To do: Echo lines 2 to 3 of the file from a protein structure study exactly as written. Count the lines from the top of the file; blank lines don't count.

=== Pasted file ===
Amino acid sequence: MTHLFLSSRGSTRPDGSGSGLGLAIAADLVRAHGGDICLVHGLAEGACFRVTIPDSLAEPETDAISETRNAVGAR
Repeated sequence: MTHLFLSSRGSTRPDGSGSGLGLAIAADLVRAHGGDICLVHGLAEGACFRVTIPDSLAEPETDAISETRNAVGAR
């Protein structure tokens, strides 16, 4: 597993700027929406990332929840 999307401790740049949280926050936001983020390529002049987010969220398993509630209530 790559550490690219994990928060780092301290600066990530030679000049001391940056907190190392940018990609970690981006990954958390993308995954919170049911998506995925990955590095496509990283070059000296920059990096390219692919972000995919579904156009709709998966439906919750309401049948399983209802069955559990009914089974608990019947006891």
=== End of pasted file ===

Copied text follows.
Repeated sequence: MTHLFLSSRGSTRPDGSGSGLGLAIAADLVRAHGGDICLVHGLAEGACFRVTIPDSLAEPETDAISETRNAVGAR
């Protein structure tokens, strides 16, 4: 597993700027929406990332929840 999307401790740049949280926050936001983020390529002049987010969220398993509630209530 790559550490690219994990928060780092301290600066990530030679000049001391940056907190190392940018990609970690981006990954958390993308995954919170049911998506995925990955590095496509990283070059000296920059990096390219692919972000995919579904156009709709998966439906919750309401049948399983209802069955559990009914089974608990019947006891």